Yisrael Beytenu MK Avigdor Liberman .
(photo credit: KOBI ZOLTAK)
Somewhere in Washington on Monday, an unemployed man must have been smiling with satisfaction.
Former defense minister Moshe Ya’alon is in America’s capital, completing a short fellowship at the Washington Institute ahead of his return to Israel for the upcoming High Holy Days.
Ya’alon quit the cabinet in May when Prime Minister Benjamin Netanyahu decided to give his job to Yisrael Beytenu leader Avigdor Liberman, who brought his party into the coalition. Now while Ya’alon can relax and worry only about what gifts to bring his family home from America, Liberman has to be concerned that his political future could be in doubt.
Law enforcement officials have been trying to bring Liberman down almost nonstop since he emerged on the political scene as the top aide of Netanyahu in the mid-1990s. There have been several overlapping investigations since then that never led to a conviction.
Whenever a new probe was announced or advanced, it always seemed to occur immediately ahead of a general election, often while Liberman happened to be in the middle of addressing his party activists.The probe that led to a whopping 16 indictments Monday was no exception.
It was announced at the start of the 2015 race and undoubtedly contributed to the party’s poor showing in the election. Liberman scrapped a planned leftward shift during the campaign and instead scrambled to keep together his base of immigrants from the former Soviet Union.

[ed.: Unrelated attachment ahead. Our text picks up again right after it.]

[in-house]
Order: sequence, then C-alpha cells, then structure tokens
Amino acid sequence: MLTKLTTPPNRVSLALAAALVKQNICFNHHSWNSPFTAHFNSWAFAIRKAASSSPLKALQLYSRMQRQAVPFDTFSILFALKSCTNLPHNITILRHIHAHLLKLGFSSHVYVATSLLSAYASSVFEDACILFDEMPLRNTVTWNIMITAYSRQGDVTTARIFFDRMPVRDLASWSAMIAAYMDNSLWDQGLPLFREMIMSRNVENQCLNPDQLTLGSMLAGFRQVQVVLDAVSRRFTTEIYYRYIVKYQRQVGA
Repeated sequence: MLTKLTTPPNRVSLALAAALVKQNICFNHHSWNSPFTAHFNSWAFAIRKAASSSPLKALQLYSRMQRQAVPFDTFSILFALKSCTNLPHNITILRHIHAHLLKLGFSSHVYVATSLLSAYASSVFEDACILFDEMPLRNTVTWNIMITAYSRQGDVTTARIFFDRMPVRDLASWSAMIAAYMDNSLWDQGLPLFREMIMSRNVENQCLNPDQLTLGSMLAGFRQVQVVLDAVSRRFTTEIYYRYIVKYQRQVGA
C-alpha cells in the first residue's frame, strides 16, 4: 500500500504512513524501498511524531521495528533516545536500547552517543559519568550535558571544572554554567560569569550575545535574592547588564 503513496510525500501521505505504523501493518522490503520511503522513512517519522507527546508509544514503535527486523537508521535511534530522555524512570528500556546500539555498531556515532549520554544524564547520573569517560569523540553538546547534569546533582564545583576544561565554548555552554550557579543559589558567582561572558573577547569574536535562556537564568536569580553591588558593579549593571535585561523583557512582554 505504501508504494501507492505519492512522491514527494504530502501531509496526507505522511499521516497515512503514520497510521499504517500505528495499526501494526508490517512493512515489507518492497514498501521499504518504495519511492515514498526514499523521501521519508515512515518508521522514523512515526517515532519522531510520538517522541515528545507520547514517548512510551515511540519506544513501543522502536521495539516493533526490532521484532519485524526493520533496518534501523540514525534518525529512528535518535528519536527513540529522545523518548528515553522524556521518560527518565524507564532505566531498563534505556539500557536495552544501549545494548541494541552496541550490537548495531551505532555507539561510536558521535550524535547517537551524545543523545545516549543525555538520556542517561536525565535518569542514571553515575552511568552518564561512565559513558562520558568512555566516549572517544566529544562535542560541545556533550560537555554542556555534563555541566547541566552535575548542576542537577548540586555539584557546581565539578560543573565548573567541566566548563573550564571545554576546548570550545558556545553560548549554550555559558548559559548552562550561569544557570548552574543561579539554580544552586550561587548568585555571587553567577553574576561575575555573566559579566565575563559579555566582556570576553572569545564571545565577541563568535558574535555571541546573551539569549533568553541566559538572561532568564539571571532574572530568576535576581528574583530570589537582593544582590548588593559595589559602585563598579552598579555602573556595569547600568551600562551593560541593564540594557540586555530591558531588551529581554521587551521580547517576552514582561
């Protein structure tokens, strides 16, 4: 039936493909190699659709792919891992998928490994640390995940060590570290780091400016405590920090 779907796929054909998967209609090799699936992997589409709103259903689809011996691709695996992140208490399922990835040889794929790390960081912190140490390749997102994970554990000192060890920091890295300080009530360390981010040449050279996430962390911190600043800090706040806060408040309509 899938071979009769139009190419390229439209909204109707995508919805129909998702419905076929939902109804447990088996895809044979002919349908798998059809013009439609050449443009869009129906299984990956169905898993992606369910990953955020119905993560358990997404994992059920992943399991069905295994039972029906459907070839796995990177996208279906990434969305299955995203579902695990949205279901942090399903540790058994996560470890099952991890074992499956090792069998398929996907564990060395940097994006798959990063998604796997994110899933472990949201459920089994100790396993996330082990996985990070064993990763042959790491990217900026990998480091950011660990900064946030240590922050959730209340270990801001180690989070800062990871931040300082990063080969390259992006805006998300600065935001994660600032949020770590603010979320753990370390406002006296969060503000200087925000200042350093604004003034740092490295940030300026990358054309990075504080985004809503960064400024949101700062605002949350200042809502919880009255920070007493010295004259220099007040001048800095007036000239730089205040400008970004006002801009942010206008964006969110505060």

At the time, Liberman downplayed the investigation, promising that the probe would amount to nothing, just like all the others. Like other investigations, it reinforced a feeling among Russian-speaking voters that they were unfairly being targeted by law enforcement officials, which helped Yisrael Beytenu win their support.
But Monday’s indictments indicate that this probe is different from all the others. Its massive scale proves that the investigators did their homework and left no stone unturned.
Sixteen indictments in one case make it one of the largest corruption scandals in Israel’s storied history of countless political scandals.
The case has everything from drugs to money to abuse of power in the most cynical manner.
A minister is alleged to have sent a staffer to buy him cocaine in a foreign country and a deputy minister is accused of accepting bribes from the national agency that fights against drugs.
Lawyers downplayed the case, as they are paid to do.
But a scandal of this magnitude cannot be swept under any rug.
What also makes this probe different from all the others that have hit Yisrael Beytenu over the years is that Liberman’s name is not mentioned. He is the proverbial elephant in the room that is not in the document.
While it is possible that Liberman is not connected to the scandal in any way, the state prosecution promised Monday that the investigation is only beginning.
That was a nice way of warning Liberman that he cannot sit comfortably in Defense Ministry headquarters in Tel Aviv.
Liberman could be brought into the case at any point with great fanfare, perhaps once again just ahead of the next general election.
By then, Ya’alon will be back home in Israel. And his smile will be even bigger.